Share this post


Link to post
Share on other sites

there was never official chassis numbers releases for those engines though so the only way to tell is to compare the colour of the block. If it's slightly darker grey then it has the added graphite.

this should maybe be stickied for newbies to see

Share this post


Link to post
Share on other sites

It's also worth noting that the models with the removable sumpguard were made in the Wolfsburg factory, while the later ones without were made alongside the Arosa when production was moved to Spain.

Share this post


Link to post
Share on other sites
It's also worth noting that the models with the removable sumpguard were made in the Wolfsburg factory, while the later ones without were made alongside the Arosa when production was moved to Spain.

I think you will find that all GTi's were, like the 3L, built at Wolfsburg. As they largely shared the same body (thinner steel but stronger), when Lupo (and Arosa) production switched to Brussels (not Spain), production of the 3L and Gti continued at Wolfsburg. Production of the 3L and GTi also continued for six months after other Lupo and Arosa models.

RAB

Share this post


Link to post
Share on other sites

who told you that? Check your chassis number, it will either be the wolfsburg or spanish build code.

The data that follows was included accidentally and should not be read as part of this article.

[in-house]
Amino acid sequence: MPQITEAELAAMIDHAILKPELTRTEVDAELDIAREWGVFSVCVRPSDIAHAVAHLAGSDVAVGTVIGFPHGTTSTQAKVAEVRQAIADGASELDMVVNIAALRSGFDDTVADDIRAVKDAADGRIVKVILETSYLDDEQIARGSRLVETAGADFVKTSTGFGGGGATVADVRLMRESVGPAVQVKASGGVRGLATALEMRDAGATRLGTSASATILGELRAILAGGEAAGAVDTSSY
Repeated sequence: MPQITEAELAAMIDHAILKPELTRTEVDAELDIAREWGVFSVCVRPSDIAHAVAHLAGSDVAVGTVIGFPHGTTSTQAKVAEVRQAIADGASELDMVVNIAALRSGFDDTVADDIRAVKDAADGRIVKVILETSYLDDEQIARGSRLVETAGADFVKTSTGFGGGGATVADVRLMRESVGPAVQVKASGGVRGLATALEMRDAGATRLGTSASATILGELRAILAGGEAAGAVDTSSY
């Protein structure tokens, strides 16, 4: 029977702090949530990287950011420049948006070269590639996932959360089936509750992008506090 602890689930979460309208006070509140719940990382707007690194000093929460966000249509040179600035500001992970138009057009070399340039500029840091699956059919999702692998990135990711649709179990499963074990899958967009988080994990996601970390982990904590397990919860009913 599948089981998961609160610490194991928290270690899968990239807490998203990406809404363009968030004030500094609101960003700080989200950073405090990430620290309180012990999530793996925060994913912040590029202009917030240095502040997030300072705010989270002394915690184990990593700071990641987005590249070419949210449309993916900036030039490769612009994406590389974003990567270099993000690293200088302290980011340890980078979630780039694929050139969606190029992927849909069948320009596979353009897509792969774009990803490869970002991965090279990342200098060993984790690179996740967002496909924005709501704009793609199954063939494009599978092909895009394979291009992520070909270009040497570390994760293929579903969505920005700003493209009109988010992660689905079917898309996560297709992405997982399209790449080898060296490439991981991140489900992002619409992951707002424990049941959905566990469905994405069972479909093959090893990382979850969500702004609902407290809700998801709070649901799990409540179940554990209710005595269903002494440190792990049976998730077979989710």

Share this post


Link to post
Share on other sites
I think you will find that all GTi's were, like the 3L, built at Wolfsburg. As they largely shared the same body (thinner steel but stronger), when Lupo (and Arosa) production switched to Brussels (not Spain), production of the 3L and Gti continued at Wolfsburg. Production of the 3L and GTi also continued for six months after other Lupo and Arosa models.

RAB

yep, brussels is right, as that is what the B in the chassis number shows. If it were spain, it would be a Y for pamplona.

chassis.jpg

Edited by lupogtiboy

Share this post


Link to post
Share on other sites

None GTIs were built in Brussels rather than Spain or do you meen GTIs?

Share this post


Link to post
Share on other sites

i have seen GTI's with a B in the chassis number

Share this post


Link to post
Share on other sites

Blumming heck, learn something new every day!

Share this post


Link to post
Share on other sites

my gti has W chassis code. the engine has poland embossed on it, but wolfsburg is not in poland. what does this mean?

Share this post


Link to post
Share on other sites
i have seen GTI's with a B in the chassis number

I would be doubtful that they were genuine GTI's.

RAB

Share this post


Link to post
Share on other sites

Create an account or sign in to comment

You need to be a member in order to leave a comment

Create an account

Sign up for a new account in our community. It's easy!

Register a new account

Sign in

Already have an account? Sign in here.

Sign In Now


×